Last edited 30 Aug 2016

Crane supports

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Tower cranes are usually supplied on a hire basis, with the client being responsible for the design and construction of the base upon which the crane will be erected. Details of loading are provided by the crane supplier and the base is most commonly designed as a temporary structure, although sometimes a crane base will be incorporated into the permanent structure to save on cost and time.

Loads are given in two forms, ‘in serviceloads, where the crane is functioning and wind speeds are restricted (ie cranes will not operate at high wind speeds), and ‘out of serviceloads, where the crane is not being used but maximum wind speeds may occur.

The location for a crane should be carefully selected to provide a maximum working radius, and when two cranes are being used on the same site mast heights and jib lengths must be considered so that they do not clash.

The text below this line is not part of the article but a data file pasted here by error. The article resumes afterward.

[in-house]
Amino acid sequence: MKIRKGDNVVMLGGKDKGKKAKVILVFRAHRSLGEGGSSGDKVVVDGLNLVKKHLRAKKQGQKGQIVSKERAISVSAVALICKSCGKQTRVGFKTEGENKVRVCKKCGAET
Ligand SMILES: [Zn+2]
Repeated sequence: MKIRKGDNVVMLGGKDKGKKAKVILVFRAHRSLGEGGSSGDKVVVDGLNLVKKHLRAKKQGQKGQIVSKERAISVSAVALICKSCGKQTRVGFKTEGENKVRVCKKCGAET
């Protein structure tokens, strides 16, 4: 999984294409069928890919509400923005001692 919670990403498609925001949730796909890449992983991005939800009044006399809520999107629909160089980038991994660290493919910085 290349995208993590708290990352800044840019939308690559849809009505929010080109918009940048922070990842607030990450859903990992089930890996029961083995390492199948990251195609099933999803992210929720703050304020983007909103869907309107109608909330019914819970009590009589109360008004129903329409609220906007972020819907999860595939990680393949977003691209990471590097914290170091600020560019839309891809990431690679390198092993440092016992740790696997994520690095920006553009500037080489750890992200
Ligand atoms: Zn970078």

Cranes are typically structured around two rails at their base between 4.5m-10m apart with wheels in each corner. Cranes are not normally tied down, so sufficient kentledge must be provided to ensure vertical loading from the crane passes through the rails and into the foundation. The foundation is designed so that the unfactored loading from the crane and the unfactored loading from the foundation itself create a bearing pressure which is less than the allowable bearing pressure of the soil.

Various foundation types can be selected depending on the ground conditions:

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[edit] External references

  • BS5975:2008 + A1: 2001 Code of Practice for Temporary Works Procedures and the Permissible Stress Design of Falsework (BSI 2011).